One great series for beginners comes from Geek & Sundry, called Relics and Rarities. In 2019, Daredevil star Deborah Ann Woll created and a ran a small D&D campaign. She had four regulars, all of them very experienced with the game. However, she frequently brought guests on like Charlie Cox, Simone Missick, and Kevin Smith who never played before. Thus, they have a lot of the same questions most folks do when they want to start learning how to play D&D.
There are plenty of helpful videos that talk about the “theory” of the game. They break down things like character creation, rules for spells, and every other facet of the game. Yet, seeing these things in the context of an actual session is a better way to retain the information. Also, you’ll learn that D&D is, at its core, a collaborative storytelling experience, one that folks can enjoy even if they are just spectators.
2. Do a Deep-Dive Into the Source Material (and Know How to Reference It Quickly)
Since the COVID-19 lockdown, a digital copy of the Dungeons & Dragons Starter Set is available for free. This means that you could pore through this book learning the rules the old-fashioned way. Again, you may run into some trouble because reading about these rules without the proper context can make the game seem more difficult to play than it is. So, unless you want to try to memorize this source book (and then the dozens of others out there), think of this as not learning how to play Dungeons and Dragons but an easy way to know where to look for answers when you have questions.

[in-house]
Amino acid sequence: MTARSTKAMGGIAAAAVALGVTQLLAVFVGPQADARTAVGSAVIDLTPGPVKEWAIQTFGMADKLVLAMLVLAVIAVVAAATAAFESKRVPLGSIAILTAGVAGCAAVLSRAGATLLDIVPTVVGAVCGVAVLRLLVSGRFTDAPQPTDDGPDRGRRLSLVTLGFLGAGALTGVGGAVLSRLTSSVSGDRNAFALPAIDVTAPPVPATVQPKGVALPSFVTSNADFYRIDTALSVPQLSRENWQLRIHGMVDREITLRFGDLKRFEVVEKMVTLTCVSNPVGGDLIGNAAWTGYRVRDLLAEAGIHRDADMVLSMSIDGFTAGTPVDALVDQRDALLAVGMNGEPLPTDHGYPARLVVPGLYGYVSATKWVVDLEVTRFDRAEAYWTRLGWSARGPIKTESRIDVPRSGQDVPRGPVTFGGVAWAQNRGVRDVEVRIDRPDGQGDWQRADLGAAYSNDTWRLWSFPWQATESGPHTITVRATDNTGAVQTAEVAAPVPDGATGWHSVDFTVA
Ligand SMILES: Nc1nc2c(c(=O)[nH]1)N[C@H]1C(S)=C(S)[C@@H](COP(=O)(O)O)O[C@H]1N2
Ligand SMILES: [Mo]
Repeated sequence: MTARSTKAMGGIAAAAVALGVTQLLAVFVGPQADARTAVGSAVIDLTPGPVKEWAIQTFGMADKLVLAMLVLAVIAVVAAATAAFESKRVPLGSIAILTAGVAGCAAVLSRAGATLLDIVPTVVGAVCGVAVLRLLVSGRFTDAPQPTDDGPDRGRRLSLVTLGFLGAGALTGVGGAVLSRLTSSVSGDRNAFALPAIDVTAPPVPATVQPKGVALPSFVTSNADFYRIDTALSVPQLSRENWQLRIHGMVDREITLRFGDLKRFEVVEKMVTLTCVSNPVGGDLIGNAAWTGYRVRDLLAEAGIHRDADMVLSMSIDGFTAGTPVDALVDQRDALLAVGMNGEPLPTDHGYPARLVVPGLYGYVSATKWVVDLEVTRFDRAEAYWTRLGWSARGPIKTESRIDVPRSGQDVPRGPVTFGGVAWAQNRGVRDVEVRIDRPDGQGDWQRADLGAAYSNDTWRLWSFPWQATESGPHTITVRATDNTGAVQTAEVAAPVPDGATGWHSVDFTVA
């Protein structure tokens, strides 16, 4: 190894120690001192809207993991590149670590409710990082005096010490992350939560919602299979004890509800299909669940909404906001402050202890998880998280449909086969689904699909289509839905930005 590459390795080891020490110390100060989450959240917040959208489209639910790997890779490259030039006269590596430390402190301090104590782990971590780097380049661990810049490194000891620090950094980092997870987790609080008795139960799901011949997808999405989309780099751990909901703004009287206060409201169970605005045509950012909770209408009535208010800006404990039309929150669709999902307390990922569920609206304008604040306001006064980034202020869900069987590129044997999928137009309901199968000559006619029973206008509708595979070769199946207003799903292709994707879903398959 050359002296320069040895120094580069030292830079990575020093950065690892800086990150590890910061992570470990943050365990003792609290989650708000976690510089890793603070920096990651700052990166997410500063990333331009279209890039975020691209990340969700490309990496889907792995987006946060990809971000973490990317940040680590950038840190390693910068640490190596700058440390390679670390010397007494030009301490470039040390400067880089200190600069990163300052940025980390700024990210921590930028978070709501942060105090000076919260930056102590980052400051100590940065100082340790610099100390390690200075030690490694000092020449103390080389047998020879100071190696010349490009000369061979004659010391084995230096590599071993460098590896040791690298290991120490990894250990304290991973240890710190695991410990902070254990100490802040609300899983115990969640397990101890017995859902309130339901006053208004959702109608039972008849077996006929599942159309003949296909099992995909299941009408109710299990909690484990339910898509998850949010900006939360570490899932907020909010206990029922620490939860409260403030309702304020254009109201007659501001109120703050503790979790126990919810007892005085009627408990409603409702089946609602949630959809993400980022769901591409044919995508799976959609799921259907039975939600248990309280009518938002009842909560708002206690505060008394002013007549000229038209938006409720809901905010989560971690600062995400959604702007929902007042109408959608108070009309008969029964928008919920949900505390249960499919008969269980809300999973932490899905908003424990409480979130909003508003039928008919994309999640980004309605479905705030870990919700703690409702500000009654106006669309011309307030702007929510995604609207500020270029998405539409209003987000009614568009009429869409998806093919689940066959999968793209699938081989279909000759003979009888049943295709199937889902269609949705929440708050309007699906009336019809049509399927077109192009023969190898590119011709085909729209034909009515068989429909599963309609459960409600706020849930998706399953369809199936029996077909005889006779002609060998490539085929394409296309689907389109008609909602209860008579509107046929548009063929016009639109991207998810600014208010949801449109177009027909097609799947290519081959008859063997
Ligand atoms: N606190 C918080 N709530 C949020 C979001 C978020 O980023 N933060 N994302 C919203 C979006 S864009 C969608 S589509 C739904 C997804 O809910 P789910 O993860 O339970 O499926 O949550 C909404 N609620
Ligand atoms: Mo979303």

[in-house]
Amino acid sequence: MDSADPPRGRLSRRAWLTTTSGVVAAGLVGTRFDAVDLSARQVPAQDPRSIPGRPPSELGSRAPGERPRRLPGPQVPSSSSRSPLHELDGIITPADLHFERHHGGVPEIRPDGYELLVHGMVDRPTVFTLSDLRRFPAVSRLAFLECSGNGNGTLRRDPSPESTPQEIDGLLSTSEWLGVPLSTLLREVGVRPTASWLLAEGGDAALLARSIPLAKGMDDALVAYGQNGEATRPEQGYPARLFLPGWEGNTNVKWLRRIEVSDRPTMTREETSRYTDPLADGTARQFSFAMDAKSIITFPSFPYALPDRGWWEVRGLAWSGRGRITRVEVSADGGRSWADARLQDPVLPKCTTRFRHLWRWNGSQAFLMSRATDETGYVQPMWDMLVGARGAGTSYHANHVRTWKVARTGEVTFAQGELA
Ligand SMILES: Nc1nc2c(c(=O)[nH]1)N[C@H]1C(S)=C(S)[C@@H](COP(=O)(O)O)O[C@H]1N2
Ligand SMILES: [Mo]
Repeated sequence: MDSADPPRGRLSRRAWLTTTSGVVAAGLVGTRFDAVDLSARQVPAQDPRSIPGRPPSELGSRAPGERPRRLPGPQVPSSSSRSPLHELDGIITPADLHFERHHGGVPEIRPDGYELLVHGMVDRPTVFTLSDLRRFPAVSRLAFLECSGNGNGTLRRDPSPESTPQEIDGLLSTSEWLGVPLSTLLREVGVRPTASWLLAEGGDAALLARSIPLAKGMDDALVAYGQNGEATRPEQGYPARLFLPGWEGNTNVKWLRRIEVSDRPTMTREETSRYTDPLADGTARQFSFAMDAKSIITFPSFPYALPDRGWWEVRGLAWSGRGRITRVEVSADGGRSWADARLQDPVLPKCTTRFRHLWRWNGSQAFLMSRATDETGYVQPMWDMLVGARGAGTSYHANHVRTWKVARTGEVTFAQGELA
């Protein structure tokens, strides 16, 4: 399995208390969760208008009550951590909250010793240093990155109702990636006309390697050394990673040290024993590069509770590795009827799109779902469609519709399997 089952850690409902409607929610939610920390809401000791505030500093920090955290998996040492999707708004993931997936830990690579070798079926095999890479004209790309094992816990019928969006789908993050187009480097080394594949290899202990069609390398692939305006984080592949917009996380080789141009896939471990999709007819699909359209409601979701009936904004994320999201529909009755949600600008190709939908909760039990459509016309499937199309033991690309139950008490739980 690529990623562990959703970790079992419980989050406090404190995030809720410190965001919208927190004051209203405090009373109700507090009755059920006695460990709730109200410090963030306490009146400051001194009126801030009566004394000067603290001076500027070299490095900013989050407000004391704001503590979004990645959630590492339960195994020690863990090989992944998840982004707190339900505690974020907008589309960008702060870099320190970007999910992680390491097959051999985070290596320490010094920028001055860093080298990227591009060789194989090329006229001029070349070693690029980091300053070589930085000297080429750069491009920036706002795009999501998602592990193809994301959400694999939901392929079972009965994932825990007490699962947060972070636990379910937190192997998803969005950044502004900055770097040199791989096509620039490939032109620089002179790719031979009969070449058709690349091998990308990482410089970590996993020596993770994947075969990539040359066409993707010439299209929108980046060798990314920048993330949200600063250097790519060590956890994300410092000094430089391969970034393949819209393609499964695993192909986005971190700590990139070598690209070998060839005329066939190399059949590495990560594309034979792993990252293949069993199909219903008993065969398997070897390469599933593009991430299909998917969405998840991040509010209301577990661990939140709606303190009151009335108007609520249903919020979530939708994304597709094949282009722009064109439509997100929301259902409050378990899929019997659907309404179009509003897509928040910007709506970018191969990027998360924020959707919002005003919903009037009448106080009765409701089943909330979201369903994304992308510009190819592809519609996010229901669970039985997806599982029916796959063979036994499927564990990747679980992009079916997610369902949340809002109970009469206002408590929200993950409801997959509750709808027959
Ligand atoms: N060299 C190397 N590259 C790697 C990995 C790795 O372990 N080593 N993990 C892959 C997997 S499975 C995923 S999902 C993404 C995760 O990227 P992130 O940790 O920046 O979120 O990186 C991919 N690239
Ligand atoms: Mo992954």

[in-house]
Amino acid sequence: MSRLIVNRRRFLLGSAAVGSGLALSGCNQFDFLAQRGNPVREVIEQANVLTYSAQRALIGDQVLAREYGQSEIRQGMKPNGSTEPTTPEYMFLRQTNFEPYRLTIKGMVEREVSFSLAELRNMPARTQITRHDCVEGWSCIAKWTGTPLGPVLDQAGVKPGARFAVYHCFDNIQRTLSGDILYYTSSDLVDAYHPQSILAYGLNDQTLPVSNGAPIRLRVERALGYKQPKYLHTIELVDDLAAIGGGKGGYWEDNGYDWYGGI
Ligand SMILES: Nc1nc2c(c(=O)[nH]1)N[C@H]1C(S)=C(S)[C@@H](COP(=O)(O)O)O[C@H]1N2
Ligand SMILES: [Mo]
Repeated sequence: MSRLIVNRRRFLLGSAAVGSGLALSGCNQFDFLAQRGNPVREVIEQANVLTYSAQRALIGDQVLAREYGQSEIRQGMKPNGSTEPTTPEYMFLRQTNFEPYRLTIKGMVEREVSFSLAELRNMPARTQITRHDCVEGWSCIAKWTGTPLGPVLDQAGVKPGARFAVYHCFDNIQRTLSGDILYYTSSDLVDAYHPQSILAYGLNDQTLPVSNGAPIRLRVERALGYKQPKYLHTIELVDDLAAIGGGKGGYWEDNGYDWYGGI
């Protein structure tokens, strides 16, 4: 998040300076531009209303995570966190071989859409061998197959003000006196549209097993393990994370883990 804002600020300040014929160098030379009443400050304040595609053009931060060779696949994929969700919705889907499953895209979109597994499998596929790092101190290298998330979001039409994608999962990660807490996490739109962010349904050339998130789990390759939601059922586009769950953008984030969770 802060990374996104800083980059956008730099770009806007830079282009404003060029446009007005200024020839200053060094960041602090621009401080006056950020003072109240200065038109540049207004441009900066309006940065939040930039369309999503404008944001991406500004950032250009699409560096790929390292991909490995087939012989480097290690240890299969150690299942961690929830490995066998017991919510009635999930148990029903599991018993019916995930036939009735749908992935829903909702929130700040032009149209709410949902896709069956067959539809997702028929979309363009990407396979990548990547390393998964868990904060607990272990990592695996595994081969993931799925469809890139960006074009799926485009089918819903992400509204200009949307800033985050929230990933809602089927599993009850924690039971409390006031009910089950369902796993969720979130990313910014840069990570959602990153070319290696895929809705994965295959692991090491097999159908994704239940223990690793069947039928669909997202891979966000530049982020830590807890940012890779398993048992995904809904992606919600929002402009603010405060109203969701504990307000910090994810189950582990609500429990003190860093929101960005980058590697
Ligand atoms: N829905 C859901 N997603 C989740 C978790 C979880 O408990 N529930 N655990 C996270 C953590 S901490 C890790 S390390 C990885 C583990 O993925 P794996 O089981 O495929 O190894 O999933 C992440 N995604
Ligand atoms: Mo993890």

Whether you use ebooks or the traditional print varieties, the purpose of reading these books before playing is to simply learn the terms. Things like “ability check” or “attack roll” will be explained in detail. However, the real trick will be making notes and marking pages to refer back to when you are in session. Often players will need to refer to spell or ability descriptions in the session to gauge how they work. Especially when players get creative, checking out the rules-as-written is useful. It allows players and the DM to figure out what the creators intended and how you all might adjust the limits to better fit in your game.